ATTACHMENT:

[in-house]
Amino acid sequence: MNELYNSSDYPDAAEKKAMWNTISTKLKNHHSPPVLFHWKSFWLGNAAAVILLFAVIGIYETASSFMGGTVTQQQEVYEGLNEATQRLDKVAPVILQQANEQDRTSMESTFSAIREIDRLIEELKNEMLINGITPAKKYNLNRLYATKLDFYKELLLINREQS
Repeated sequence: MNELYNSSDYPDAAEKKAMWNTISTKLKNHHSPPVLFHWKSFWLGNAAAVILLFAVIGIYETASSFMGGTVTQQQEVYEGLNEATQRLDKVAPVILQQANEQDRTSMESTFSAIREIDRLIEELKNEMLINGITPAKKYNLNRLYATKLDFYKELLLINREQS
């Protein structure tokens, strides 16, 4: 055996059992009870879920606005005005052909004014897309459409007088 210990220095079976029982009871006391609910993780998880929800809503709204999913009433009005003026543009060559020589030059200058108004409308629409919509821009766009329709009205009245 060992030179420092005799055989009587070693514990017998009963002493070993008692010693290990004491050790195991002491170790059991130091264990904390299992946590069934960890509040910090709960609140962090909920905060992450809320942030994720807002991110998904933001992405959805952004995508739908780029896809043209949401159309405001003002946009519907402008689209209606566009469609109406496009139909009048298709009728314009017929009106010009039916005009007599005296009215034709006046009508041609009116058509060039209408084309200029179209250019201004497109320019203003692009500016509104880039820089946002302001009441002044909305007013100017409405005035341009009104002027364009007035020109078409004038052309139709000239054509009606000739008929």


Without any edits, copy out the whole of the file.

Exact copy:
[in-house]
Amino acid sequence: MNELYNSSDYPDAAEKKAMWNTISTKLKNHHSPPVLFHWKSFWLGNAAAVILLFAVIGIYETASSFMGGTVTQQQEVYEGLNEATQRLDKVAPVILQQANEQDRTSMESTFSAIREIDRLIEELKNEMLINGITPAKKYNLNRLYATKLDFYKELLLINREQS
Repeated sequence: MNELYNSSDYPDAAEKKAMWNTISTKLKNHHSPPVLFHWKSFWLGNAAAVILLFAVIGIYETASSFMGGTVTQQQEVYEGLNEATQRLDKVAPVILQQANEQDRTSMESTFSAIREIDRLIEELKNEMLINGITPAKKYNLNRLYATKLDFYKELLLINREQS
């Protein structure tokens, strides 16, 4: 055996059992009870879920606005005005052909004014897309459409007088 210990220095079976029982009871006391609910993780998880929800809503709204999913009433009005003026543009060559020589030059200058108004409308629409919509821009766009329709009205009245 060992030179420092005799055989009587070693514990017998009963002493070993008692010693290990004491050790195991002491170790059991130091264990904390299992946590069934960890509040910090709960609140962090909920905060992450809320942030994720807002991110998904933001992405959805952004995508739908780029896809043209949401159309405001003002946009519907402008689209209606566009469609109406496009139909009048298709009728314009017929009106010009039916005009007599005296009215034709006046009508041609009116058509060039209408084309200029179209250019201004497109320019203003692009500016509104880039820089946002302001009441002044909305007013100017409405005035341009009104002027364009007035020109078409004038052309139709000239054509009606000739008929």